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It appears that mediation between Sudanese army chief Abdel-Fattah al-Burhan and former prime minister Abdallah Hamdok has stalled. Instead, al-Burhan is showing signs of what the future of Sudan looks like under his rule – a return to autocracy.
During a protest on 7 November 87 teachers were detained. On 4 November, politicians from the Forces of Freedom and Change (FFC) were detained immediately after meeting with the head of the UN mission in Sudan. There has been a widespread round-up of activists by al-Burhan’s forces. It appears that more restrictions are being placed on Hamdok’s house arrest.
Although al-Burhan and others describe these events as “arrests” it is more accurate to refer to the junta’s extrajudicial activity as “hostage taking”. There has been no judicial process during these round-ups, and the junta has used unlawful detention – enabled under emergency laws – as bargaining chips in negotiations with Hamdok.
The hostages include Hamdok, who is tasked with negotiating while not allowed to leave his house and communicate with the outside world. These negotiations are a sham by al-Burhan to give a veneer of authenticity while he tries to consolidate power. Granting legitimacy to the current negotiating conditions would be a mistake.
Al-Burhan’s path to victory is convincing the security establishment that he can deliver more value for them than his rivals. Al-Burhan will not be able to lead like a “benevolent dictator” because he must use state resources to keep his patronage network together. It means that the current Minister of Finance, the Justice and Equality (JEM) leader Gabriel Ibrahim, is an important ally because he has control over Central Bank assets (including a recently deposited $100 million of World Bank funds).
As has been the case in Sudan for decades, Western diplomats are finding out that their ability to influence events is limited. Attempts by the US government to sway the regional backers of al-Burhan, the coup-quartet of Russia, the UAE, Egypt, and Saudi Arabia, have so far not been successful. It is partially because the coup-quartet does not necessarily care if Sudan is prosperous. In fact, it may be in their interests to keep agricultural, mineral and other primary imports from Sudan as cheap as possible to boost their own population’s purchasing power.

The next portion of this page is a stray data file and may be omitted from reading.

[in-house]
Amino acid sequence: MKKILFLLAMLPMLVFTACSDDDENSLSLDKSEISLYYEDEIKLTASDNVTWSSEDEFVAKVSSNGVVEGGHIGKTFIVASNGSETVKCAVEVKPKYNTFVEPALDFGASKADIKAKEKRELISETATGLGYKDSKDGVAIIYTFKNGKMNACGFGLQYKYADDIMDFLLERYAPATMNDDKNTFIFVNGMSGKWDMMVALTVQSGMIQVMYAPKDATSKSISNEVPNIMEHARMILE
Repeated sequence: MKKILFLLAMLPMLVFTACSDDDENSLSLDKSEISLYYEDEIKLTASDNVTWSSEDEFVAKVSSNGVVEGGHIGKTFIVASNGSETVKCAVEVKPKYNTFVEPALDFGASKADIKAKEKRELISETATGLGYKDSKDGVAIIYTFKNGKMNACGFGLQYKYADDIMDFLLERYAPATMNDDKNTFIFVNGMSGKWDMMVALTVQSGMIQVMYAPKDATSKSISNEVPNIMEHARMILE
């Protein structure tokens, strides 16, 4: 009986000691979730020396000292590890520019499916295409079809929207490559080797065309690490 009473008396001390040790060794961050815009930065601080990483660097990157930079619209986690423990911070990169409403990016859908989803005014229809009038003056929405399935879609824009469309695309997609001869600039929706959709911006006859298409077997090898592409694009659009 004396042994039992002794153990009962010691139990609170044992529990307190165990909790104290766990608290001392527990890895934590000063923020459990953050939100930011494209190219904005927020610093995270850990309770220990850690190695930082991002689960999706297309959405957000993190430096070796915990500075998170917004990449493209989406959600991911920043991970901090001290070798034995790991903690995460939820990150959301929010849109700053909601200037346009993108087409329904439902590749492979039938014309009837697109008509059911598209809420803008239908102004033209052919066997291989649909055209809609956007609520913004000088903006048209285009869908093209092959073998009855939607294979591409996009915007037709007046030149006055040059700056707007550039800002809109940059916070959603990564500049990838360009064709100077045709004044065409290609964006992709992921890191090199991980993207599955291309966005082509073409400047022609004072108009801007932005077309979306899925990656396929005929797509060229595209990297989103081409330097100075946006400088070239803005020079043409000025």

Western condemnations at the UN and other forums fall on deaf ears. Sudan survived thirty years as a pariah state, and al-Burhan is likely confident he can return to isolation.
There has been speculation that the $2.5 billion in planned World Bank financing and other support will need to be replaced by the coup-quartet. Not necessarily. If al-Burhan cared about his population then this slashed assistance would be significant, however there are no signs that the military leader is concerned about the fate of Sudanese.
Perhaps the only point of leverage that the Biden administration has with Saudi Arabia, the UAE and Egypt is weapons procurements and foreign military financing, but the Biden administration has been unwilling to put that on the table.
Rather, the fate of Sudan will be decided by Sudanese. Protestors’ ability to endure repression, al-Burhan’s ability to manage a fractious coalition, and security officials willingness to return to repression will decide the fate of Sudan.
 ‘Sudan authorities arrest 87 teachers in sit-in protest against military coup’, Al Bawaba, 8 November 2021.
 UNITAMS statement of the detention of members of the FFC’s Central Council, UNITAMS, 5 November 2021.
 ‘Sudan talks over coup hit “semi-deadlock”, sources from ousted government say’, Reuters, 6 November 2021.
“This Is Not a Coup” is a daily update from Sudan that gives perspective on the country’s military takeover. The author is anonymous to protect their identity. The title is a reference to the 26 October speech of General Abdel Fatah al-Burhan